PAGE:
KUALA LUMPUR (April 5): About 43% of Malaysian ultra-high-net-worth individuals (UHNWIs) plan to invest in properties abroad — higher than the global average of 34% — in the next few years, said property consultancy firm Knight Frank.
Their proposed acquisitions — which exclude a primary residence or a second home — are mainly located in Australia, Singapore and the UK, the firm said in “The Wealth Report 2018” launched yesterday.
“Malaysian investors are increasingly looking at investing in matured markets including the UK, Australia and Singapore. Not only that, aside from the traditional property sectors — such as residential, office, retail and hotel — purpose-built student accommodation, which is unheard of during the past, is seeing investors,” said Knight Frank Malaysia executive director of capital markets James Buckley.
“Malaysians are very familiar [with] investing in real estate and are also looking at diversifying [their investments] outside the country.
“Student accommodation over the last five years has been the star of the UK property, consistently delivering the UK’s highest property rental yields. An increasing number of students and a structural under-supply have driven growth rate and occupancy,” he explained.
When asked if the ongoing process of the UK exiting the European Union — Brexit — poses any concerns to investors in the UK, Knight Frank Malaysia international project marketing associate director Dominic Heaton-Watson noted that investors are becoming more realistic by taking a long-term approach.
“Education will always remain as a key driver [to the UK market] and it remains strong. Education is also less correlated to the health of the general economy, which investors are attracted to,” he said.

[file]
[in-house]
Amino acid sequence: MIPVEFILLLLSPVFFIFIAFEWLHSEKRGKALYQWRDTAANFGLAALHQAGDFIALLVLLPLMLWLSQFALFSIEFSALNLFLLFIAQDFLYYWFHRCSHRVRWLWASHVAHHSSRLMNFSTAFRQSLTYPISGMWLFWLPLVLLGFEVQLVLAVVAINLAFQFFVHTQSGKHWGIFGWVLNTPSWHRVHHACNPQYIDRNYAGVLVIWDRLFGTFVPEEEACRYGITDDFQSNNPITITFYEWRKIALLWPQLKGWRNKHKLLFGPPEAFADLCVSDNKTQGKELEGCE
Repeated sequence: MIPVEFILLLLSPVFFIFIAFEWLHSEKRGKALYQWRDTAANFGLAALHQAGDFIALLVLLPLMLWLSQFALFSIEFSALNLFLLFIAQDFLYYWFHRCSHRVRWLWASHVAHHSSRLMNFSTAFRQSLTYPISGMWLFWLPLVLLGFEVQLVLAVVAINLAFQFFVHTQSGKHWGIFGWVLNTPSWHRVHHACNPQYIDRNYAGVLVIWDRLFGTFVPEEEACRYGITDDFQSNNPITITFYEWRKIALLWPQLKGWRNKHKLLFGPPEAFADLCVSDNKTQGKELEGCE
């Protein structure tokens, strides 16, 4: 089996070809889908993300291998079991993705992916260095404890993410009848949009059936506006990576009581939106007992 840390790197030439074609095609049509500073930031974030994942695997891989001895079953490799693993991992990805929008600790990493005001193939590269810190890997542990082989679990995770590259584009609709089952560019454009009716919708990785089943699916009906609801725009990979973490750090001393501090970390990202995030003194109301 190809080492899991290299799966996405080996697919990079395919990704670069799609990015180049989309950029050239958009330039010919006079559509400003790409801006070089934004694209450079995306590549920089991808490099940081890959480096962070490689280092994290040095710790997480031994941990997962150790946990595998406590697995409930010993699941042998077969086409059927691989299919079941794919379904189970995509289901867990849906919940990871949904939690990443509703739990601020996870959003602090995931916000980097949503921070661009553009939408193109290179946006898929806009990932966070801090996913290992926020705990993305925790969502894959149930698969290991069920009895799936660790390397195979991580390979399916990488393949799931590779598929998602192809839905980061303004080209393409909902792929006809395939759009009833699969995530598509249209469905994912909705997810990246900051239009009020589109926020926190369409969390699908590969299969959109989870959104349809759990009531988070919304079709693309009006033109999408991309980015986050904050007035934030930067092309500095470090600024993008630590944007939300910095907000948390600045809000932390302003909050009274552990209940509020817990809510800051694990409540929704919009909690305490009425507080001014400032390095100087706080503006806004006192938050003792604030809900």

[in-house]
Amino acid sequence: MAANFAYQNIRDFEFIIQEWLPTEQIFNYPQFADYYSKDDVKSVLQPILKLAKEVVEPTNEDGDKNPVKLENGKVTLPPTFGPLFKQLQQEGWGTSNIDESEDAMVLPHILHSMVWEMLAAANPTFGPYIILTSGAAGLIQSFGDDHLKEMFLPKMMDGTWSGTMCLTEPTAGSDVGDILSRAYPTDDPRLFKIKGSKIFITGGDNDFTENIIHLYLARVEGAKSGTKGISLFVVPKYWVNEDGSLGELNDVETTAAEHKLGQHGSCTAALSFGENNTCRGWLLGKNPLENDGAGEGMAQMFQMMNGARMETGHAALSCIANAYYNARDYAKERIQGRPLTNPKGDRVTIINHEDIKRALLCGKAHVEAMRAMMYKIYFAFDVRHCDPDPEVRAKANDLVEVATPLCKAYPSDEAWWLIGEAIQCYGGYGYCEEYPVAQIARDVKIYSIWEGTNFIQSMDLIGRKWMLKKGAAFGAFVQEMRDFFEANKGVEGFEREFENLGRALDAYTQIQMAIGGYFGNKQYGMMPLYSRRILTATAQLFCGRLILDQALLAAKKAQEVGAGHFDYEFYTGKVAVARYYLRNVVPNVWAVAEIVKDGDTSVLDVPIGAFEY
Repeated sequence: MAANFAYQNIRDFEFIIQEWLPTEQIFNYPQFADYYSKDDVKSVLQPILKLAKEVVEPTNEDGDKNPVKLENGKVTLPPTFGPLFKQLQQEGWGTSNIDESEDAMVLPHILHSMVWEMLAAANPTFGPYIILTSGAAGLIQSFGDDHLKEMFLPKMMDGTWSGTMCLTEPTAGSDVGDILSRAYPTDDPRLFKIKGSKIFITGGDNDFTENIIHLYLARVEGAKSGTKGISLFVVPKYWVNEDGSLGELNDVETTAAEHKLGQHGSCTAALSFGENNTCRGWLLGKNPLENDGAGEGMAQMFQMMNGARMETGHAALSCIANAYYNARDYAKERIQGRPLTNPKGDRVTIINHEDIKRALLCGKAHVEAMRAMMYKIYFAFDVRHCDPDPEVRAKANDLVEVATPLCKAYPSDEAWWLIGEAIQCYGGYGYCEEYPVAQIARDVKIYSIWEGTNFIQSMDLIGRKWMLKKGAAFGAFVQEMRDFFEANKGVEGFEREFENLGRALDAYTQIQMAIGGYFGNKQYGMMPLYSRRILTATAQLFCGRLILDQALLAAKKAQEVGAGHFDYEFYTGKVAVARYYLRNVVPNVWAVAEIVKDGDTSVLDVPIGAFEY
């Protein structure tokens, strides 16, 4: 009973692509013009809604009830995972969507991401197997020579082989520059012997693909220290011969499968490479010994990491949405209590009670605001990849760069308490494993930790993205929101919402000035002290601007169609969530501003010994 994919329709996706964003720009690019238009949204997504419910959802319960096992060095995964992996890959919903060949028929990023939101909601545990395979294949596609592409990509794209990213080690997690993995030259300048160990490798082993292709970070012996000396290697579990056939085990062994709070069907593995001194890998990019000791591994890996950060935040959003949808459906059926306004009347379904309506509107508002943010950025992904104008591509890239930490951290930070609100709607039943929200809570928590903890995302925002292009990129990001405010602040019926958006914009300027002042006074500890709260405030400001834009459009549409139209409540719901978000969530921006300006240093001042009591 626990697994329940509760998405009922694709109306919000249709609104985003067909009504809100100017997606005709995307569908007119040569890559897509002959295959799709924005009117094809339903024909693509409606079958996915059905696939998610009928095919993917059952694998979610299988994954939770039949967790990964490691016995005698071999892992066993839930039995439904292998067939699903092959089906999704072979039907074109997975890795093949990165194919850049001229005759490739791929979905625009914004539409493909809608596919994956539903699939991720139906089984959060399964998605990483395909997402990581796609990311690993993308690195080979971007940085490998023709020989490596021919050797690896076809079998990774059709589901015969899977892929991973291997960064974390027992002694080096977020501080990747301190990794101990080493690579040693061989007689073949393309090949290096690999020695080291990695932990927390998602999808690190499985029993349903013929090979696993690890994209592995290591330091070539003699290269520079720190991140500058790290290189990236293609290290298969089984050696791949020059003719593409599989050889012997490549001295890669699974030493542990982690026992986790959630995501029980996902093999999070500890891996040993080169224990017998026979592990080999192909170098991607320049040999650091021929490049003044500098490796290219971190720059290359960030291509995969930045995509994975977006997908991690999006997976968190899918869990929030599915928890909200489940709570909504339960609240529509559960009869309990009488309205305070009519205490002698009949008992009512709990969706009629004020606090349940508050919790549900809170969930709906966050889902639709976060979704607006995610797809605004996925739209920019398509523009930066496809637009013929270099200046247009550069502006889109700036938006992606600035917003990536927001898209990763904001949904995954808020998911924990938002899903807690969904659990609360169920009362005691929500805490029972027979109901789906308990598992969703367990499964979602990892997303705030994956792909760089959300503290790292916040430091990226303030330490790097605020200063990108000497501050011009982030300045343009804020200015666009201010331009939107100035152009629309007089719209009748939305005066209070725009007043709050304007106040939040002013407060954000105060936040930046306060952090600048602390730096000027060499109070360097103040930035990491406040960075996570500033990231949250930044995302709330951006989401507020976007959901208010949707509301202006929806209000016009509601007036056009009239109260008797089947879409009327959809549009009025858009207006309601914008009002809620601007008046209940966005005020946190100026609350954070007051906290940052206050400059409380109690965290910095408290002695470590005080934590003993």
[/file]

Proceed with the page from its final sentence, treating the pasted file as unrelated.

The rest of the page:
Meanwhile, 45% of Malaysia’s wealthiest people are thinking of buying an investment property locally, which is slightly higher than the global average of 43%, according to the report, which featured findings from the Attitudes Survey 2018 that shows what are the factors affecting the investment and lifestyle decisions of wealthy individuals annually based on responses from 541 top bankers and wealth advisers.
In the survey, respondents said 56% of their clients have increased their property investments, compared with 62% who increased their exposure to equities.
Overall, UHNWIs in Asia named the UK, the US and Singapore as their three favourite overseas destinations for new homes in 2018.
Meanwhile, the new City Wealth Index — which identifies cities that matter to the ultra-wealthy by analysing four measures of current wealth, investment, lifestyle and economic performance — saw New York emerging as the top city with the highest marks across all categories, overtaking London as last year’s top city.
London places second this year, followed by San Francisco and Los Angeles.
Super-cities such as London and New York remain compelling for investors, thanks to their transparency, liquidity, language, law, best-in-class advisers and current stability, which give them confidence.
“Asian cities took three of the top 10 spots in the City Wealth Index. Singapore’s standout ranking is a reflection of its strong performance across all criteria, with an especially impressive showing in lifestyle, which is considered increasingly important in the world’s international community. Tokyo and Hong Kong, the other Asian hubs that made the top grouping, underlined their status as cities attracting attention from the world’s wealthy, with notable attention continuing to come from mainland China investors,” said Knight Frank Asia-Pacific head of research Nicholas Holt.
The report defined UHNWIs as those with a personal net worth of over US$50 million (RM193 million) or more in net assets.
About 43% of Malaysia's wealthiest people plan to invest in properties abroad, while 45% want to invest in local properties.